Adown the ages men had anxiously looked for a redeemer and found none. No one could redeem his brother or pay the ransom for him. Moses attempted it, but was refused, for he also needed as other men a redeemer for himself. It was not so much a question of the right to redeem; I suppose any one had that, it was the ability that was wanting. Christ had both the right and the power to take up man’s ruined fortunes. He gave Himself a ransom for all. Who can fathom the depths of that judgment? Who can portray the darkness of that hour? Had this Man been no more than the seed of the woman He had never emerged out of that tempest, black with wrath, and curse, and indignation. The victim is consumed upon the altar, flesh is brought to an end in the execution of the judgment which lay upon it, the blood is poured out, the fierce blast of divine judgment has spent itself upon his devoted head, and there is a great calm. He is taken down from the tree and buried. But death cannot hold Him. It could, and did hold every other man that ever went down into it. From that prison house no one had ever returned to blow the trumpet of victory and salvation in the ears of men. But this Man enters the stronghold of darkness, and the clouds of night disappear, the foundations tremble, the pillars are dissolved, and death and the one who had the power of it are both annulled. He rose again the third day, and in His blessed Person man has gone to take up an entirely new place before the face of God in heaven. And in Him in resurrection we see a Man after a new order, in whom there is no taint of the old and fleshly order.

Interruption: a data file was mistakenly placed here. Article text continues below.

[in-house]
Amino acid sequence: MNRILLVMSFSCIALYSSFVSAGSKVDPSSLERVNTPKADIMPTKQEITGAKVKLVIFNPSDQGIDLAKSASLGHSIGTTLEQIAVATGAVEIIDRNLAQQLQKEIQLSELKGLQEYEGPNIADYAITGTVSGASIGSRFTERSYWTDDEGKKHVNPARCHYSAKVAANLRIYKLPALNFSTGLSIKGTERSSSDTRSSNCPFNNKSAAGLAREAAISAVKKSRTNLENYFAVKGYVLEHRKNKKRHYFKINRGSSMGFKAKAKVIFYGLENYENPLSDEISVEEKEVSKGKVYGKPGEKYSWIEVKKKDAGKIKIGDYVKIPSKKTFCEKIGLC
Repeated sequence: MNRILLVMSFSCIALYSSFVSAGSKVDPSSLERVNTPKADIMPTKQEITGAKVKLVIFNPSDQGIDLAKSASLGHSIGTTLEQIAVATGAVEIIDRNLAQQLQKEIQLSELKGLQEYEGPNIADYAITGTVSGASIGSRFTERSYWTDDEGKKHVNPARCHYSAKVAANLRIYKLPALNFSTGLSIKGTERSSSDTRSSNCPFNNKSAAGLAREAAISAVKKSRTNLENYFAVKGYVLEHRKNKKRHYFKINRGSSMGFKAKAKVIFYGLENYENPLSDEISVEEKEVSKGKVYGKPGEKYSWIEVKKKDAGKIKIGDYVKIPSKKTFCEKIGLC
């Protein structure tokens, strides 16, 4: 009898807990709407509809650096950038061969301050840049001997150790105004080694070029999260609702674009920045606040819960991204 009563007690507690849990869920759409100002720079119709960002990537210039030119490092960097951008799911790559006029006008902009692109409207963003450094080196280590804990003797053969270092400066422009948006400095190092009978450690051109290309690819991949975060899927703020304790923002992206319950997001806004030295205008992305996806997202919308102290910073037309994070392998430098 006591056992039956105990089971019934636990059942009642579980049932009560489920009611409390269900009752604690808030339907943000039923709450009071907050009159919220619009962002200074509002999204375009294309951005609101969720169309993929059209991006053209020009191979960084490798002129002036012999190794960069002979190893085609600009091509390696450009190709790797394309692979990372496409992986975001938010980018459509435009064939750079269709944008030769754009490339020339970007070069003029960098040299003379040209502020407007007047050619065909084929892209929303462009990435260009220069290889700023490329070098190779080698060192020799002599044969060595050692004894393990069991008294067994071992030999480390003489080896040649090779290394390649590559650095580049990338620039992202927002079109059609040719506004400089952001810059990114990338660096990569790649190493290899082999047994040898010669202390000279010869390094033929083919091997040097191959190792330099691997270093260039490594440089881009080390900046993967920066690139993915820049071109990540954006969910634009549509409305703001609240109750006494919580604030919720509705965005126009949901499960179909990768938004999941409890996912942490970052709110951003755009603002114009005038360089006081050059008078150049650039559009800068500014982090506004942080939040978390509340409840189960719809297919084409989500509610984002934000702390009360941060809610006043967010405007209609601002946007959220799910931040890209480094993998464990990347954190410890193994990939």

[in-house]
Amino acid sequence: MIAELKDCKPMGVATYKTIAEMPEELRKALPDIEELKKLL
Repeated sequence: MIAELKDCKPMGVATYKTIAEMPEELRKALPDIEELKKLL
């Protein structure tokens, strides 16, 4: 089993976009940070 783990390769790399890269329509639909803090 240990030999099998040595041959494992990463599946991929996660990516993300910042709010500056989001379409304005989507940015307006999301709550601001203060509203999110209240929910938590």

But yet He is Man, and not only Man but last Adam. Having come of a woman, and having borne the judgment which lay upon the race, having given Himself a ransom for all, having accomplished righteousness, and redemption and salvation having been established in Him, He has the prerogative of life-giving and judgment in relation to the human race. He has power over all flesh. The Father has given this office to Him, but it is given to Him as One who has a moral right and claim to it.
Now this is the Man who is in the presence of God. There is no other, and no other order of man can ever draw nigh. But everything that any poor child of Adam needs is found in this Man; forgiveness, righteousness, redemption, life, salvation, and the love of God, all are in Him. He is the true Ark of the covenant. In this Man God speaks to all.